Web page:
Pulver was alone in her family’s mansion on August 3 when 50-year-old Paul Peters broke in and fixed a bomb-like device around her neck.

A bomb squad took 10 hours to remove the device before finding that it did not contain explosives. Pulver was uninjured in the incident.

Peters had left a note behind demanding money and an email address. New South Wales state police said surveillance footage showed Peters in several locations where it is believed he accessed the email account.

Peters fled to the US in the wake of the incident and was arrested almost two weeks after the crime at his former wife’s home in Louisville, Kentucky.

news.com.au reports that attached to the fake bomb collar was a note that read: “ACT NOW, THINK LATER or YOU will inadvertently trigger a tragically avoidable explosion.”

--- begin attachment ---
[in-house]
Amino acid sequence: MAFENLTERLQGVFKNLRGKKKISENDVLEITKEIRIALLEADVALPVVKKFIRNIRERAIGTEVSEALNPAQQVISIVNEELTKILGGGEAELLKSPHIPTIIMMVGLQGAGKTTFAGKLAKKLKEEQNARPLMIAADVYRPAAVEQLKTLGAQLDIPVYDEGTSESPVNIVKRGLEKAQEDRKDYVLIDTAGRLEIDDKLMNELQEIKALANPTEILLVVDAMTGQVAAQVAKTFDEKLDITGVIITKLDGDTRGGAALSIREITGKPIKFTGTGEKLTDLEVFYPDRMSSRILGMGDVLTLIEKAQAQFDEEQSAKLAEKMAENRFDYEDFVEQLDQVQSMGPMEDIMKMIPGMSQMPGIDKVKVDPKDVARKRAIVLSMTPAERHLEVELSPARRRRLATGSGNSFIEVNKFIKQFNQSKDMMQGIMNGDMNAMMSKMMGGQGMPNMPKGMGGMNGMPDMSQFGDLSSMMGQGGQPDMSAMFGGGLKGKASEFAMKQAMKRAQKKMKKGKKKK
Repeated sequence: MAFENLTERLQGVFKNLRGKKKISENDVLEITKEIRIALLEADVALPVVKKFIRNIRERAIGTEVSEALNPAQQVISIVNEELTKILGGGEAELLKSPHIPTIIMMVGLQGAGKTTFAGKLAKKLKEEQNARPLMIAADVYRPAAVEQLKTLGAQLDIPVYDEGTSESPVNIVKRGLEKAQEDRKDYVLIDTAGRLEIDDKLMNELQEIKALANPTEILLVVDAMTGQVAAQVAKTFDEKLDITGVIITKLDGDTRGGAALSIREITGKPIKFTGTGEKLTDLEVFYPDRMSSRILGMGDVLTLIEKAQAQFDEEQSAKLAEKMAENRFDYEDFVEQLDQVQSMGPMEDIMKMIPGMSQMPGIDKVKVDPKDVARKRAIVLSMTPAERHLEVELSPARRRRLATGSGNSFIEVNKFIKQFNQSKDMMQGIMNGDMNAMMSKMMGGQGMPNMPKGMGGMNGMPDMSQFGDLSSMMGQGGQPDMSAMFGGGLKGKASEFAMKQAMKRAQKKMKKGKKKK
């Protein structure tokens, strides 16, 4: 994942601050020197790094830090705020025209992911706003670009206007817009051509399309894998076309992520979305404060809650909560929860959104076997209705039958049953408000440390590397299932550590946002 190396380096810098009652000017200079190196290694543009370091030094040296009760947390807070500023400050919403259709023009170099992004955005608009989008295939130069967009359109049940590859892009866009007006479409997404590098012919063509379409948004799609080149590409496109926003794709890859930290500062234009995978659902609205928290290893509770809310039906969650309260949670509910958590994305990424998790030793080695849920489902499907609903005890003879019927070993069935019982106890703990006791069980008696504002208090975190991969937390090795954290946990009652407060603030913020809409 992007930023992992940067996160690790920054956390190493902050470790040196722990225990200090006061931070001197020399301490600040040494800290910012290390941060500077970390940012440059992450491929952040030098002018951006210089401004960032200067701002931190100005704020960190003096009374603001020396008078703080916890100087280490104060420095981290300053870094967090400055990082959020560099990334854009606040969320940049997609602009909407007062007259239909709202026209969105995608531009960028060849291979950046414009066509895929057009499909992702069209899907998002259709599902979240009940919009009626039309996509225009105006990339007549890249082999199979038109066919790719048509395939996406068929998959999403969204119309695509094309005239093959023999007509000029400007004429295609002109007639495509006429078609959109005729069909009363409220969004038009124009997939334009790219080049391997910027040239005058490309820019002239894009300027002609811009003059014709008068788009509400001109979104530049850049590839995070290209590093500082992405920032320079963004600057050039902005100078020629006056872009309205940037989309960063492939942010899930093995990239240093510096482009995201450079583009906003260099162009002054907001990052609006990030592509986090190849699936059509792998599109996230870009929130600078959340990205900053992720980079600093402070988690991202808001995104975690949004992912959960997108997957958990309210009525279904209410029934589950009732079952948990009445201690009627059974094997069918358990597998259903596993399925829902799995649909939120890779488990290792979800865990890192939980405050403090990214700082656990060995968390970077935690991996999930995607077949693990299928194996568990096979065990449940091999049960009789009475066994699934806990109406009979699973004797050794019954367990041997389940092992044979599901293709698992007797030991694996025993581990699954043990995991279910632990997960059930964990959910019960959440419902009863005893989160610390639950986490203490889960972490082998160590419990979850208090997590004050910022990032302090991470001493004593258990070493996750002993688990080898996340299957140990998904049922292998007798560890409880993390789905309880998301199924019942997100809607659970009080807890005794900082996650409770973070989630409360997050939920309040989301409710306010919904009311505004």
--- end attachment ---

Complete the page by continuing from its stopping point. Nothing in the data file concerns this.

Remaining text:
It apparently continued: “You will be provided with detailed remittance instructions to transfer a Defined Sum once you acknowledge and confirm receipt of this message.”

It remains unclear why Peters targeted Pulver. US federal court documents show Peters once worked for a company with links to her family, but the Pulvers have said they don’t know him.

Peters was extradited from the US to Australia in September has remained in custody ever since.

He appeared in court by video from prison when the guilty plea was entered.

His lawyer Kathy Crittenden said: “Mr Peters deeply regrets and is profoundly sorry for the impact that this incident has had on Ms Pulver and her family.”

He is charged with aggravated break and enter and committing a serious indictable offence by knowingly detaining Pulver. He faces a maximum 20 years in prison.

Picture: Getty